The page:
Red tape hitting SME innovation, MYOB finds

Accountants have a duty to assist SMEs navigate government regulation, which has been identified as one of the biggest barriers to the pursuit of innovation in a new MYOB report.

Today, MYOB released its latest Future of Business Report: The Age of Change, revealing that 26 per cent of SMEs identify too much government regulation as a key barrier their business faces when it comes to innovation.

Speaking to Accountants Daily, MYOB chief technical advisor Simon Raik-Allen said that SMEs aren’t experts in regulation and that they need assistance to what opportunity exists around the red tape currently in place.

“There’s lots of regulation, and different regulation for every industry, even just understanding it is a hard one,” Mr Raik-Allen said.

“I think what a business should do is find the experts who know about the regulation as advisers for their business.”

According to Mr Raik-Allen it is the role of the accountant to be that expert and to assist SMEs to understand regulation and work around it.

“We’re absolutely seeing a shift in the accountant industry from more of the compliance work to more of the advisory work,” he said.

“So as that shift over the next few years starts to occur, accountants should absolutely put themselves in the position as the primary adviser to their clients.”

Mr Raik-Allen said that accountants need to be proactive in this regard or else risk their clients going elsewhere to find assistance.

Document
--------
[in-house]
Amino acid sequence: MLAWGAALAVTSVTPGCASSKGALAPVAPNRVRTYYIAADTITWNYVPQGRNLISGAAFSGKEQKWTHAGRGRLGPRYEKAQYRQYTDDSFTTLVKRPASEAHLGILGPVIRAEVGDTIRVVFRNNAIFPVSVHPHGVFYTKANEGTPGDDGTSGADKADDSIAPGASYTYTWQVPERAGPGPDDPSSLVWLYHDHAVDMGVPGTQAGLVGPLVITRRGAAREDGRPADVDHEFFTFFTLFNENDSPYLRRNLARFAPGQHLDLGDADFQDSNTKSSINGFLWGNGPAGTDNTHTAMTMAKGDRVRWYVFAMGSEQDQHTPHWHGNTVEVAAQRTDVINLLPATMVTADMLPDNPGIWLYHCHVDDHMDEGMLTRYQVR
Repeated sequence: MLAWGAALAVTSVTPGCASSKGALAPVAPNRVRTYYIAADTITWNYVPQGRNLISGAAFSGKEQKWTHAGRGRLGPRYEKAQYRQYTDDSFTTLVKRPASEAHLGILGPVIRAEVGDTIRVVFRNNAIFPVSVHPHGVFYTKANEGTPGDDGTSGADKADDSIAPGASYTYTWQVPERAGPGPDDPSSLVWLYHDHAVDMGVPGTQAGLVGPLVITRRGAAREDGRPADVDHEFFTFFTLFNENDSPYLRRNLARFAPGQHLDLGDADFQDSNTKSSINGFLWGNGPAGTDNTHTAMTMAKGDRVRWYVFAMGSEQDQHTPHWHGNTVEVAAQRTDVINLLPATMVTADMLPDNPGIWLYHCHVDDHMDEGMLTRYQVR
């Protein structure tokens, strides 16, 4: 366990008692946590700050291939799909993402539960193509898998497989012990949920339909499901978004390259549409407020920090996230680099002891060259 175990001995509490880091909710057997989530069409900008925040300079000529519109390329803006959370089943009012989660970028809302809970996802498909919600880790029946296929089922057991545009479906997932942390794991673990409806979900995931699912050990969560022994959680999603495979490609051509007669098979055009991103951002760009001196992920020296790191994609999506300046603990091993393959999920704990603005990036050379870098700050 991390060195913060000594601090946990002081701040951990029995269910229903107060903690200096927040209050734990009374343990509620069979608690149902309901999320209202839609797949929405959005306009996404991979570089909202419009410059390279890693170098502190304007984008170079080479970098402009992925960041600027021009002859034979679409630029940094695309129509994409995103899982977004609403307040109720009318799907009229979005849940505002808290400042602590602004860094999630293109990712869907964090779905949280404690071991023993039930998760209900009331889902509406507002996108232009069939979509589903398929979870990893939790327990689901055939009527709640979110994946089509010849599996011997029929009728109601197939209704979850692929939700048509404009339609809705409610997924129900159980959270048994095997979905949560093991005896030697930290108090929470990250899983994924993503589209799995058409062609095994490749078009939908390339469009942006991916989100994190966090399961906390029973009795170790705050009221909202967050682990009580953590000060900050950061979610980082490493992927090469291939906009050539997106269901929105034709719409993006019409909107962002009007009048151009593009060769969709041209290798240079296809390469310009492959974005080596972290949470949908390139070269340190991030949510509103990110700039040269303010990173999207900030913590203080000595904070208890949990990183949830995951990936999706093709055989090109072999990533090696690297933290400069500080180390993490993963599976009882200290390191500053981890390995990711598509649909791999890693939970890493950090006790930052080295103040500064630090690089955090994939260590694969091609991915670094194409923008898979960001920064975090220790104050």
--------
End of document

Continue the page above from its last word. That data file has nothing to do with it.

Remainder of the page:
“As an accountant, look at all the businesses you're working with, categorise them all into groups and various verticals and then start to think to yourself what could these groups need, what could I learn about the legislation and about the rules for that particular industry,” he suggested.

“Then think how could I run seminars for those guys and how could I reach out to them and offer them various new and different services to help them.”

Scottish Pacific CEO Peter Langham recently highlighted the government’s 2017 budget failed to address mounting pressure to reduce red tape for SMEs.

“While the instant tax deduction of up to $20,000 for capital expenses is a popular measure, it does not have the long-term positive impact that would come with an extensive SME tax and red tape overhaul,” Mr Langham said.

“Simplifying the complex tax system, getting rid of payroll tax and cutting red tape would have the biggest daily impact for Australia’s small-to-medium business sector.”

While the government announced $300 million in funding to states that cut red tape to small business, it’s not clear in detail how this would work or how effective it will be according to Mr Langham.

 

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